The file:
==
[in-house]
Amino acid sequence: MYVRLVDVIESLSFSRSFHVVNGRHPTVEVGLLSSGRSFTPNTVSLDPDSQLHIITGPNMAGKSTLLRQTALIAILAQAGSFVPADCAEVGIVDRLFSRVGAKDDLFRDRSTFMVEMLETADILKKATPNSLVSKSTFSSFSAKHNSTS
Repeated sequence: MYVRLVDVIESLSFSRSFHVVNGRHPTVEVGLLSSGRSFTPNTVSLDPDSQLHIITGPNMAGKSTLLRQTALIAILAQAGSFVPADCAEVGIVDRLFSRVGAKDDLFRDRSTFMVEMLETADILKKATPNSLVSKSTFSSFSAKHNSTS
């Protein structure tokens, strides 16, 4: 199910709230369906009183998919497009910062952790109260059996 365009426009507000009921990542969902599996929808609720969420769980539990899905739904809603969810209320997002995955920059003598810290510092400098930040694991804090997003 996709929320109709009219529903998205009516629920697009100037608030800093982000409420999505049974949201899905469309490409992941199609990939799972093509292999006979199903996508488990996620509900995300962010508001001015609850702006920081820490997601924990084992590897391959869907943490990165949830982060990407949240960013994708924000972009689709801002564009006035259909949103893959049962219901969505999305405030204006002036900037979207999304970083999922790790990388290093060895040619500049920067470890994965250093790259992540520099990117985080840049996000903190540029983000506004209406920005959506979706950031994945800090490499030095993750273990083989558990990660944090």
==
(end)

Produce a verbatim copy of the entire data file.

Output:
[in-house]
Amino acid sequence: MYVRLVDVIESLSFSRSFHVVNGRHPTVEVGLLSSGRSFTPNTVSLDPDSQLHIITGPNMAGKSTLLRQTALIAILAQAGSFVPADCAEVGIVDRLFSRVGAKDDLFRDRSTFMVEMLETADILKKATPNSLVSKSTFSSFSAKHNSTS
Repeated sequence: MYVRLVDVIESLSFSRSFHVVNGRHPTVEVGLLSSGRSFTPNTVSLDPDSQLHIITGPNMAGKSTLLRQTALIAILAQAGSFVPADCAEVGIVDRLFSRVGAKDDLFRDRSTFMVEMLETADILKKATPNSLVSKSTFSSFSAKHNSTS
């Protein structure tokens, strides 16, 4: 199910709230369906009183998919497009910062952790109260059996 365009426009507000009921990542969902599996929808609720969420769980539990899905739904809603969810209320997002995955920059003598810290510092400098930040694991804090997003 996709929320109709009219529903998205009516629920697009100037608030800093982000409420999505049974949201899905469309490409992941199609990939799972093509292999006979199903996508488990996620509900995300962010508001001015609850702006920081820490997601924990084992590897391959869907943490990165949830982060990407949240960013994708924000972009689709801002564009006035259909949103893959049962219901969505999305405030204006002036900037979207999304970083999922790790990388290093060895040619500049920067470890994965250093790259992540520099990117985080840049996000903190540029983000506004209406920005959506979706950031994945800090490499030095993750273990083989558990990660944090």